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Top Stories of 2012: The Central Texas Wildfires, One Year Later

Jeff Heimsath for KUT News
Scenes from the fire's aftermath in Bastrop last year.

Among the somber anniversaries of 2012: the one-year anniversary of the Central Texas wildfires.

Thousands of people were forced out of their homes on Labor Day weekend of 2011 by the massive wildfires and clouds of black smoke. Altogether, the wildfires claimed two lives, more than 1,600 homes, many pets and livestock, and thousands of acres of land and forests.

Looking back, KUT’s StateImpact Texas reports that 2011’s drought of record created a perfect storm for the blaze:

As the summer of 2011 wore on, temperatures broke records and the earth cracked. Vegetation died. Then in the week before Labor Day, officials began to caution that Central Texas was beginning to look like a powder keg.

Chris Barron with the State Firemen’s & Fire Marshals' Association recalls getting the first notification about a fire that weekend – the first outbreak in Pflugerville.

"We sent a brush truck from my fire department up there and a tender, a water tender up there, and, next thing you know, Spicewood had a major fire also and then Steiner Ranch had a major fire and so it was just back to back to back," Barron says.

When all was said and done, the fires ranked as the costliest in Texas history; the Insurance Council of Texas estimated that $325 million would be paid out to people who lost their homes.

Several steps have been taken since: Travis County spent $2.4 million on a firefighting UH-1H helicopter. Firefighters are testing a new gel made with cornstarch that may help combat future outbreaks. There’s even an American Red Cross app to help people evacuate wildfires.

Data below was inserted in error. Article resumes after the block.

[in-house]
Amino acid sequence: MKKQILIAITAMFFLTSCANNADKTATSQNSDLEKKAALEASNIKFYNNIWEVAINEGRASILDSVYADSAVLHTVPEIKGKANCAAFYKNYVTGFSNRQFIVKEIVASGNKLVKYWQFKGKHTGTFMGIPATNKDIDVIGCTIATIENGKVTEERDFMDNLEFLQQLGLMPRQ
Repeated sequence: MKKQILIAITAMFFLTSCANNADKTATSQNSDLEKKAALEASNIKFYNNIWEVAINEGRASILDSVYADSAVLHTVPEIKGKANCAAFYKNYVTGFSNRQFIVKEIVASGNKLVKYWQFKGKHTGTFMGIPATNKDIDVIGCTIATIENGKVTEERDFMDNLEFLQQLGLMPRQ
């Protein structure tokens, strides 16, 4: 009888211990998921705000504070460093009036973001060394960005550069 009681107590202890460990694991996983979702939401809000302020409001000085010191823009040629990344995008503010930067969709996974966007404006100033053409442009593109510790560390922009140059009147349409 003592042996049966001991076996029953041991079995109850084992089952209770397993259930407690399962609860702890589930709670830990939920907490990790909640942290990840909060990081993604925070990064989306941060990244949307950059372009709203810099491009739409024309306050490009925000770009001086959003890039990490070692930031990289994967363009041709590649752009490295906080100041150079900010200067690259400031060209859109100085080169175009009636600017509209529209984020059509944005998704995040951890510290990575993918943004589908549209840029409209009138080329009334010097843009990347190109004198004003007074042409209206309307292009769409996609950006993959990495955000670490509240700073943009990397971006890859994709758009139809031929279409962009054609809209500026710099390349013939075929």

Reports on what was behind the blazes emerged: A final report took a close look at the fire and why some homes were destroyed by the fire while others were spared, while fires in Spicewood and Steiner Ranch were said to be sparked by electrical lines.

But risk-elevating wind conditions were recently on display in Austin and Williamson County, which lead to three area fires. High winter winds, coupled with an exceptionally dry season, are a reminder the conditions for the fires still exist.

On Sept. 4 – the one year anniversary of the Labor Day wildfires –  KUT News premiered an hour-long program featuring first-person accounts from people who were there.

You can listen to “Forged in Flames: An Oral History of the Labor Day Wildfires” online. The site also offers an interactive timeline, audio interviews, photos, videos, maps and more. You can also view a trailer for “Forged in Flames” below.

Wells has been a part of KUT News since 2012, when he was hired as the station's first online reporter. He's currently the social media host and producer for Texas Standard, KUT's flagship news program. In between those gigs, he served as online editor for KUT, covering news in Austin, Central Texas and beyond.